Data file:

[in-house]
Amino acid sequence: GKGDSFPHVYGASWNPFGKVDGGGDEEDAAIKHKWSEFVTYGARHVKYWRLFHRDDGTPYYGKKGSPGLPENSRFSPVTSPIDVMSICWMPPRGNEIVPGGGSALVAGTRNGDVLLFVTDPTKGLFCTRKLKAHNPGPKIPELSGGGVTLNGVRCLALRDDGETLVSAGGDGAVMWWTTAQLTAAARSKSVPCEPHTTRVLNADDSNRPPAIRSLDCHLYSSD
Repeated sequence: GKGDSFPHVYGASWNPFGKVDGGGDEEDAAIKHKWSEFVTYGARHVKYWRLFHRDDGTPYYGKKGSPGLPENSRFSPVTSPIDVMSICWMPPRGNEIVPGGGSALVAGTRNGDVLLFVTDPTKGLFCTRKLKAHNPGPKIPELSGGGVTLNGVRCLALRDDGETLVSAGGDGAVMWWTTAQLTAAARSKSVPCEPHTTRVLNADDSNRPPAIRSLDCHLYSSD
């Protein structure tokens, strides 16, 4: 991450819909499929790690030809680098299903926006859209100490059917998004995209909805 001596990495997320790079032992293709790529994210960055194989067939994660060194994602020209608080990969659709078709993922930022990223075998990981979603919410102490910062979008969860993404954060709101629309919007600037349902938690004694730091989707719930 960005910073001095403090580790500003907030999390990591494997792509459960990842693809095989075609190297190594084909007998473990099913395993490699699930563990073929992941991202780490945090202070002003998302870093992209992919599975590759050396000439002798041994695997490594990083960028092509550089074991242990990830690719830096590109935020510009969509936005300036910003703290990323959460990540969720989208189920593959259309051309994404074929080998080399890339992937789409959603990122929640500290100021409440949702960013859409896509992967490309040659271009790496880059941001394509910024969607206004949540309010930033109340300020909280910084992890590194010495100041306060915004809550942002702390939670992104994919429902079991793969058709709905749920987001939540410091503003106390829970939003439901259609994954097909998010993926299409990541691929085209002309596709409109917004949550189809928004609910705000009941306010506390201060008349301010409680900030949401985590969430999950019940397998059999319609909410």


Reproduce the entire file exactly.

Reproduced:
[in-house]
Amino acid sequence: GKGDSFPHVYGASWNPFGKVDGGGDEEDAAIKHKWSEFVTYGARHVKYWRLFHRDDGTPYYGKKGSPGLPENSRFSPVTSPIDVMSICWMPPRGNEIVPGGGSALVAGTRNGDVLLFVTDPTKGLFCTRKLKAHNPGPKIPELSGGGVTLNGVRCLALRDDGETLVSAGGDGAVMWWTTAQLTAAARSKSVPCEPHTTRVLNADDSNRPPAIRSLDCHLYSSD
Repeated sequence: GKGDSFPHVYGASWNPFGKVDGGGDEEDAAIKHKWSEFVTYGARHVKYWRLFHRDDGTPYYGKKGSPGLPENSRFSPVTSPIDVMSICWMPPRGNEIVPGGGSALVAGTRNGDVLLFVTDPTKGLFCTRKLKAHNPGPKIPELSGGGVTLNGVRCLALRDDGETLVSAGGDGAVMWWTTAQLTAAARSKSVPCEPHTTRVLNADDSNRPPAIRSLDCHLYSSD
């Protein structure tokens, strides 16, 4: 991450819909499929790690030809680098299903926006859209100490059917998004995209909805 001596990495997320790079032992293709790529994210960055194989067939994660060194994602020209608080990969659709078709993922930022990223075998990981979603919410102490910062979008969860993404954060709101629309919007600037349902938690004694730091989707719930 960005910073001095403090580790500003907030999390990591494997792509459960990842693809095989075609190297190594084909007998473990099913395993490699699930563990073929992941991202780490945090202070002003998302870093992209992919599975590759050396000439002798041994695997490594990083960028092509550089074991242990990830690719830096590109935020510009969509936005300036910003703290990323959460990540969720989208189920593959259309051309994404074929080998080399890339992937789409959603990122929640500290100021409440949702960013859409896509992967490309040659271009790496880059941001394509910024969607206004949540309010930033109340300020909280910084992890590194010495100041306060915004809550942002702390939670992104994919429902079991793969058709709905749920987001939540410091503003106390829970939003439901259609994954097909998010993926299409990541691929085209002309596709409109917004949550189809928004609910705000009941306010506390201060008349301010409680900030949401985590969430999950019940397998059999319609909410």